That diesel emissions are harmful and toxic is an old story. But even after 20 year of global action to clean diesel up, it is still throwing up new and more difficult challenges; and that is an unfolding story.
Despite the misgivings regarding use of low-taxed diesel in the luxury segment, as many as 27 per cent of all displayed car/SUV models in Auto Expo were in the bracket of 2000 cc engines diesel that is banned in the NCR
Let’s share cars; take a bus or metro; cycle or walk Early this month, I was in the Delhi High Court, where a battery of lawyers had filed separate petitions against the odd-even scheme of the Delhi government. This is a scheme to ration car usage so that in the critically polluted winter months only half the vehicles are on the road. Their arguments were that the scheme had led to enormous inconvenience and worse, daily pollution data showed no impact on air quality. Cars, they said, were not responsible for pollution.
Leaving Delhi for a less-polluted city would mean accepting defeat. And not many have the option. Instead, we must fight the battle against air pollution.
Budget 2015, presented by Finance Minister Arun Jaitley, has a first. In it, India has accepted that it has a de-facto carbon tax—on petroleum products and dirty coal. Arguably, the only big green initiative of this budget is the increase of cess on coal—from Rs 100 per tonne to Rs 200 per tonne. But the question is: is this carbon tax, imposed on the carbon content of fuel, doing what it should—reduce greenhouse gas emissions that are responsible for climate change?
Accounts for more black carbon emissions than from petrol. Transport sector is responsible for 25 per cent of global black carbon emissions
New analysis from CSE shows even after diesel price deregulation wide tax differential remains. This can continue to fan dieselisation if additional steps are not taken to disincentivise dirty diesel
CSE says India must pay heed to the findings and stop state-sponsored homicide by allowing uncontrolled use of dirty diesel
UPA II should have had the courage to stand by its earlier decision to tax cars and SUVs higher to address the crisis of energy and pollution, says CSE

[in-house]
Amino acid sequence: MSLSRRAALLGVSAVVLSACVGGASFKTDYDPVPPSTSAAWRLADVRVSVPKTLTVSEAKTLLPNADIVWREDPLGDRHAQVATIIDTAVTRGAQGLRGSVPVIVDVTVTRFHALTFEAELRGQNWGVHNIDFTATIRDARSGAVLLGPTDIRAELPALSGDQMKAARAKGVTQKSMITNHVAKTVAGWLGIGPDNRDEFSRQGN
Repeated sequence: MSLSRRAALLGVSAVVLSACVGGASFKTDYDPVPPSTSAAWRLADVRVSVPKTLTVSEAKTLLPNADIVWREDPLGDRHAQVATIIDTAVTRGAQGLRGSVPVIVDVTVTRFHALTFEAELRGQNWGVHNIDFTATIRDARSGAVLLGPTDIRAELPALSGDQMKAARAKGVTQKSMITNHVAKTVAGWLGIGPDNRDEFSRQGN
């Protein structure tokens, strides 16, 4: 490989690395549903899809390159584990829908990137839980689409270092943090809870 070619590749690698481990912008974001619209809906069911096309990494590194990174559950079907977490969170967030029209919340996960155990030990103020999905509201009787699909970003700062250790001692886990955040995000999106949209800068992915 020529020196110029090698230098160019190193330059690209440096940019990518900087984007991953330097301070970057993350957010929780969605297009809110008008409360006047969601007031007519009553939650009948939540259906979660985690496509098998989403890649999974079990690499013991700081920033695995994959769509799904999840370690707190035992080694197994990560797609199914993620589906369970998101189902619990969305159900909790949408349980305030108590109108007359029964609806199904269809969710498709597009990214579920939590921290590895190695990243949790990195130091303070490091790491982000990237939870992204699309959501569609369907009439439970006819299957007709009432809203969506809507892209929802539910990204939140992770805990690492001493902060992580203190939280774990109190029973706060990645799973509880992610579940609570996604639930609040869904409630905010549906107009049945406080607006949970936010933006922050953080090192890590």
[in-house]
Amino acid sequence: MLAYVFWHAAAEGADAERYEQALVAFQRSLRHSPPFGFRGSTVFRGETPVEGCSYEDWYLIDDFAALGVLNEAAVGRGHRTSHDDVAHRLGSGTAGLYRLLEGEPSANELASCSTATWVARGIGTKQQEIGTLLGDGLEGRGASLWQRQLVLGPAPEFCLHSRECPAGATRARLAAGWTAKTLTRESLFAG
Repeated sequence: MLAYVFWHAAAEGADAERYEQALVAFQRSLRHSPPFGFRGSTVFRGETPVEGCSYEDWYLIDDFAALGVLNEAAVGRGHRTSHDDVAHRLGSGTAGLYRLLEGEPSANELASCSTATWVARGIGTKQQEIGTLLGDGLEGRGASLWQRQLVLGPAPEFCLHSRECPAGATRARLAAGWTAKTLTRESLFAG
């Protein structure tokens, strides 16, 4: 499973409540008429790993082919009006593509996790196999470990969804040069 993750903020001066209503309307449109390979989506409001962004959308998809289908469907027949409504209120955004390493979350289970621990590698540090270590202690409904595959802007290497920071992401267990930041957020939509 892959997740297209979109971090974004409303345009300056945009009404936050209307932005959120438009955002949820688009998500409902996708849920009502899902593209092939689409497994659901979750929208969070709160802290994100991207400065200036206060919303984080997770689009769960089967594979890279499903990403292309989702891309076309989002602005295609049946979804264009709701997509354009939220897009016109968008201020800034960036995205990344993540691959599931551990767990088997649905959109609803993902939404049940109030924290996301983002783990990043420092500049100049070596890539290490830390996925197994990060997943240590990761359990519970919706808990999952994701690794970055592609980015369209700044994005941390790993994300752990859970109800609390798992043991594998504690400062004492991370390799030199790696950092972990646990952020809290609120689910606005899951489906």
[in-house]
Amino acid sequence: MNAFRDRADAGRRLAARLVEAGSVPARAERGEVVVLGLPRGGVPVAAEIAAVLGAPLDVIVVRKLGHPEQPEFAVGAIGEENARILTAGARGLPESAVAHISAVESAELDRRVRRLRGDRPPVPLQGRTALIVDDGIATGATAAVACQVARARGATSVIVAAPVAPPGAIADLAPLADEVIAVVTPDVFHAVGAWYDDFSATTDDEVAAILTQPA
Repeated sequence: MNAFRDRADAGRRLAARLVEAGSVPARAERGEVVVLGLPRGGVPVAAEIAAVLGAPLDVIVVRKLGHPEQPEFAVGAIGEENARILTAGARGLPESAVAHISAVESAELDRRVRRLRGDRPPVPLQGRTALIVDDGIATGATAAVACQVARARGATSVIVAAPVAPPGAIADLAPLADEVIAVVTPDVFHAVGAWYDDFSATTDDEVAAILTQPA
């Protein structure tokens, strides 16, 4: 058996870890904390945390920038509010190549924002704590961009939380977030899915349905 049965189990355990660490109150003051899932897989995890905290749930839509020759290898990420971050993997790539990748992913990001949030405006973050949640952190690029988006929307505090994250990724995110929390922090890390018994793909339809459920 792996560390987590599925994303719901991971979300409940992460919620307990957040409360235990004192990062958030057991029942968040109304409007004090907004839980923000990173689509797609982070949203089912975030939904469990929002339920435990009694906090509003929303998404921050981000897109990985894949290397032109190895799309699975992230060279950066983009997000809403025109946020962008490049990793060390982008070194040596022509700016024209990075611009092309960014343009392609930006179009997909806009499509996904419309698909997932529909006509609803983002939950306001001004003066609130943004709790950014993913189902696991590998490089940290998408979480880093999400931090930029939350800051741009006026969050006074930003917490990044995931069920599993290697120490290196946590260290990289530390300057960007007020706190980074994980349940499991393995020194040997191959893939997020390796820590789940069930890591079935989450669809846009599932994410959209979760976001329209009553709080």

Our health is not on anybody’s agenda. Or, we just don’t seem to make the connections between the growing burden of disease and the deteriorating condition of our environment. We don’t really believe the science, which tells us each passing day how toxins affect our bodies, leading to high rates of both morbidity and mortality. It is true that it is difficult to establish cause and effect, but we know more than enough to say that air pollution is today a leading cause of both disease and death in India and other parts of South Asia.
Losing after winning is the worst feeling possible. This is how I feel looking out of my window at a thick pall of black smog engulfing my city. It was this time of the year, exactly 15 years ago, when Centre for Science and Environment (CSE) began its right-to-clean-air campaign. The air in Delhi was so foul one could hardly breathe. That was a time when air pollution was an unknown curse. Not much was known about its nature and the toxicity of the air contaminants.
A harried parent called a few weeks ago. She wanted to know if the pollution levels in Delhi were bad and if so how bad. The answer was simple and obvious. But why do you need to know? Her daughter’s prestigious school (which I will leave unnamed) had sent a circular to parents, saying they are planning to shift to air-conditioned buses because they were worried about air pollution. She wanted to know if this was the right decision.
Two monopolies. One private and the other public; one in gas and one in coal. Both equally disastrous for the environment. I speak here of Reliance Industries Ltd and Coal India Ltd.